by Jan Andrews

Short of calling it “Cookie Jar,” Jan Andrews probably couldn’t have given her short story collection a more kid-tantalizing title. Parents and teachers bracing themselves for an onslaught of lowbrow potty humour can breathe easy, however. These are indeed rude stories, but they are rude stories of the highest order: wonderfully inventive, delightfully told, and charmingly illustrated.

Jan Andrews_Rude StoriesThe eight tales collected and retold here come from a variety of places and cultures, including Africa, Canada, Eastern Europe, and Australia. They are tailor-made for reading aloud, and Andrews does a masterful job of linking disparate yarns through the voice of a cranky, irreverent, and subversive narrator.

Part of Andrews’ gift is making young readers feel as though she’s in cahoots with them – the joke’s on everyone else. For better or worse, cleverness always wins the day here. “Mr. Mosquito” offers an early lesson in dirty politics through the story of a vain, manipulative, and yes, rude mosquito who schemes his way into becoming mayor. The twist here is that there is no twist. The mosquito drives out the legitimate mayor, even marries his fiancée, but never gets his comeuppance: “I wish I could tell you Mr. Mosquito got what he deserved at some point, but I’m afraid I have no proof of that. Truth to tell, he might be the mayor of the very place you’re living in.”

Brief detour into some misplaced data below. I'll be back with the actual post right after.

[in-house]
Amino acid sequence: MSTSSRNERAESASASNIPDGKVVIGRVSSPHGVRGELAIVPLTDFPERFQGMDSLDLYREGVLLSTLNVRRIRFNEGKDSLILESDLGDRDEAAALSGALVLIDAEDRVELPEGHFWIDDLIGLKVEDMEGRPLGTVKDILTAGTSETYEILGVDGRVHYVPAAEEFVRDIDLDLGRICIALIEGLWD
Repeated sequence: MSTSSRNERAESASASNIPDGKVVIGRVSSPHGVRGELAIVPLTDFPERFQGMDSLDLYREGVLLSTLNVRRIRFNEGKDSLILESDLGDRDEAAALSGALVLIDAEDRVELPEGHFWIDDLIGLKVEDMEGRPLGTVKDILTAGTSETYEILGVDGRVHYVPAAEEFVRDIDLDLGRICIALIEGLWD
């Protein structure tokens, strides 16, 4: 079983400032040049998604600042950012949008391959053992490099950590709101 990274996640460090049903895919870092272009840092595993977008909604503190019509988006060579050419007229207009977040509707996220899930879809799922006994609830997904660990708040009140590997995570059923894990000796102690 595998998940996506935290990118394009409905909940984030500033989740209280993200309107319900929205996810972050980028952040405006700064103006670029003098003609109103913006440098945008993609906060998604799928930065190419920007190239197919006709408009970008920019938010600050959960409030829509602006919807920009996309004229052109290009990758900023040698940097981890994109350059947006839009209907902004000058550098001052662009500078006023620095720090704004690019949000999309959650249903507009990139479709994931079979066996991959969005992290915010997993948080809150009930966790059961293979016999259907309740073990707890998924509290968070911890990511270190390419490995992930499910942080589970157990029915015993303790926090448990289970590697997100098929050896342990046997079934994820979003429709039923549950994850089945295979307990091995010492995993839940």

“Angelina Speaks Out” is a neo-feminist take on wedding planning gone awry. When just-married Angelina points out the selfish, short-sighted actions of the men around her, the result is a refreshingly practical attitude adjustment, not gendered humiliation. Elsewhere, “A Tale of Rude Tails,” adapted from a First Nations’ story, offers a memorable explanation for why dogs sniff each other’s behinds in greeting.

With their blatant disregard for cookie-cutter endings and utter lack of preachiness (“I’m not too keen on story morals,” declares the narrator), these stories will no doubt be the starting point for countless thought-­provoking and entertaining discussions. Francis Blake’s lively illustrations just add to the sense of fun.

—Emily Donaldson